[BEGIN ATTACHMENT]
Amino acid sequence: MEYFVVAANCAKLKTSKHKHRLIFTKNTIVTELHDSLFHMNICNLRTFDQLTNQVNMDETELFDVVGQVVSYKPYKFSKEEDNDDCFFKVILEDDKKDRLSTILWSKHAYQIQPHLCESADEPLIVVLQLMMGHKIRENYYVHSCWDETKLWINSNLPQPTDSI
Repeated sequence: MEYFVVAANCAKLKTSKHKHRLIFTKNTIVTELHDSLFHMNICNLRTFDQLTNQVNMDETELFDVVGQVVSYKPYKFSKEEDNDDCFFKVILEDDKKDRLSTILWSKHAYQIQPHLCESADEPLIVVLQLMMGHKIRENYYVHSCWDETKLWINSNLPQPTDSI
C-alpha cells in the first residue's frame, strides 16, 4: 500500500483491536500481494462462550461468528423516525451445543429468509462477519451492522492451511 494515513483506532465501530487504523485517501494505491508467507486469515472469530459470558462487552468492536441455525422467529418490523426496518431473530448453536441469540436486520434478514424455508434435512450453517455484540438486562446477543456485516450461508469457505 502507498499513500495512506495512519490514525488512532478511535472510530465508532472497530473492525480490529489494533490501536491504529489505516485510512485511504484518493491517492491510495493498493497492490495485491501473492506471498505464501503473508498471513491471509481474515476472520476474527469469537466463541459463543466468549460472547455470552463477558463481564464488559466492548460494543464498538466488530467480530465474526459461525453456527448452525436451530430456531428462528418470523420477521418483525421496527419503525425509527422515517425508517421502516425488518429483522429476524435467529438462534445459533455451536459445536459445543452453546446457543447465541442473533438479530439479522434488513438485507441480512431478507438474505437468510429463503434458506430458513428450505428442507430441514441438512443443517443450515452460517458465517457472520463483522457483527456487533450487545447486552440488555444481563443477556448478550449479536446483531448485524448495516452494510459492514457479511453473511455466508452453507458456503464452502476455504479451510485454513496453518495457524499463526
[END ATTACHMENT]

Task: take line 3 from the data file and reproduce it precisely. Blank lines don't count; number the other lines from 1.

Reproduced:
C-alpha cells in the first residue's frame, strides 16, 4: 500500500483491536500481494462462550461468528423516525451445543429468509462477519451492522492451511 494515513483506532465501530487504523485517501494505491508467507486469515472469530459470558462487552468492536441455525422467529418490523426496518431473530448453536441469540436486520434478514424455508434435512450453517455484540438486562446477543456485516450461508469457505 502507498499513500495512506495512519490514525488512532478511535472510530465508532472497530473492525480490529489494533490501536491504529489505516485510512485511504484518493491517492491510495493498493497492490495485491501473492506471498505464501503473508498471513491471509481474515476472520476474527469469537466463541459463543466468549460472547455470552463477558463481564464488559466492548460494543464498538466488530467480530465474526459461525453456527448452525436451530430456531428462528418470523420477521418483525421496527419503525425509527422515517425508517421502516425488518429483522429476524435467529438462534445459533455451536459445536459445543452453546446457543447465541442473533438479530439479522434488513438485507441480512431478507438474505437468510429463503434458506430458513428450505428442507430441514441438512443443517443450515452460517458465517457472520463483522457483527456487533450487545447486552440488555444481563443477556448478550449479536446483531448485524448495516452494510459492514457479511453473511455466508452453507458456503464452502476455504479451510485454513496453518495457524499463526